Depression

Menopause may raise risk of depression.

Risk may be lessened with hormone-replacement therapies.
By EMILY WALKER

WASHINGTON, April 5 (UPI) — The hormonal change a woman faces during menopause doubles her risk for developing clinical depression, new research suggests, but the risk may be lessened by the use of hormone-replacement therapies.

The findings in the Archives of General Psychiatry run counter to a commonly held notion: The stress some middle-aged women experience, such as the death of a parent, divorce, moving or changing jobs, spurs the onset of depression in those who had never had the disease.

Instead, it could be the hormonal fluctuations and a lack of estrogen that can make women entering menopause — called the perimenopausal phase — up to twice as likely to have depression as premenopausal women. Such fluctuations also trigger common menopausal symptoms such as night sweats, hot flashes and mood swings.

“(Depression in menopause) needs to be taken seriously,” said Dr. Lee Cohen, associate professor of psychology at Harvard Medical School and the lead study author of one of the observational trials. “It shouldn’t be attributed to ‘going through the change’ … if untreated, it can have serious consequences.”

For years, depressive symptoms leading up to menopause were considered “part of the territory” of menopause, he said.

Clinical depression affects about 10 to 14 million people annually, and women are more than twice as likely to develop the condition, according to the National Alliance on Mental Illness. Most of the women who enter menopause each year do not have depression or depressive symptoms, but for those who do, the new research lends validity to their sometimes debilitating illness — much as recent studies and news coverage have brought attention to post-partum depression. However, these studies are observational, and more research is needed to make stronger conclusions.
Cohen’s study followed nearly 500 women before menopause and for three years after menopause. Among women who experienced blood vessel issues — such as hot flashes — the risk of developing depression increased. Both estrogen and serotonin play a role in the brain’s ability to control body temperature and regulate reproductive hormones, the study authors said. If those hormonal levels dip and peak, mood changes can occur.

The study also found women taking hormone replacements experienced milder depressive symptoms than those who did — not surprising, Cohen said, given the well-established anti-depressive benefit of estrogen. Still, taking hormone-replacement therapies comes with its own set of risks, including cardiovascular and blood clot troubles, so women need to discuss the pros and cons of beginning hormone therapy with their physicians, Cohen said.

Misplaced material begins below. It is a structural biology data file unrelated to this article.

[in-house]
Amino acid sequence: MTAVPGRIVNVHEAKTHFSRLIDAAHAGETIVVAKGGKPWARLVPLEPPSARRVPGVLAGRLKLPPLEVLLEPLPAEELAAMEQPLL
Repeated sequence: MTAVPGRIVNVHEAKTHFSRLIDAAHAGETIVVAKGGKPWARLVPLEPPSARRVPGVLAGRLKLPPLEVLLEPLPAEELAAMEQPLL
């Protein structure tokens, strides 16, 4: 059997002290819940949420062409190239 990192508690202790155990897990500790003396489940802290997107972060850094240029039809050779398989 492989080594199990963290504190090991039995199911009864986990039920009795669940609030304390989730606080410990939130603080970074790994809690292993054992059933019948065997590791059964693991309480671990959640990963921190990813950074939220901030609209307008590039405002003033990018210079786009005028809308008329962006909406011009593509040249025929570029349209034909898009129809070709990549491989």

Many women choose natural supplements to combat symptoms such as hot flashes, a waning libido and depressive symptoms. However, herbal supplements do not need to undergo the controlled trials required of Food and Drug Administration-approved drugs; no credible studies have shown herbal supplements to work, said Cohen.

After adjusting for negative life events — divorce, death of a loved one — Cohen found the connection between menopause and depression remained. However, experiencing major life stressors while going through menopause can lower a woman’s quality of life, which may also lead to depression, Cohen said.

“It’s almost a perfect storm. You may have a confluence of factors that increase your risk further for developing major depression,” he said.
A second study, published alongside Cohen’s in the Archives of General Psychiatry, reached a similar conclusion. It discovered women on the cusp of menopause were 2.5 times more likely to be depressed than premenopausal women. Neither study determined whether the depression risk extends past menopause, but Cohen said his research team is applying for a grant to continue follow-up with the women in his study.

Dr. Ellen Freeman, of the Department of Obstetrics/Gynecology and Psychiatry at the University of Pennsylvania’s School of Medicine in Philadelphia and lead author of the second study, said both studies lend credence to women who may face symptoms of depression such as persistent sadness, hopelessness and loss of interest in hobbies and activities while transitioning to menopause.

“If they feel down and depressed, that’s valid. They’re not crazy,” Freeman
said. “It’s worth talking to their doctor about and getting medical treatment.”

Copyright 2007 by United Press International. All Rights Reserved.

SOURCE: Science Daily

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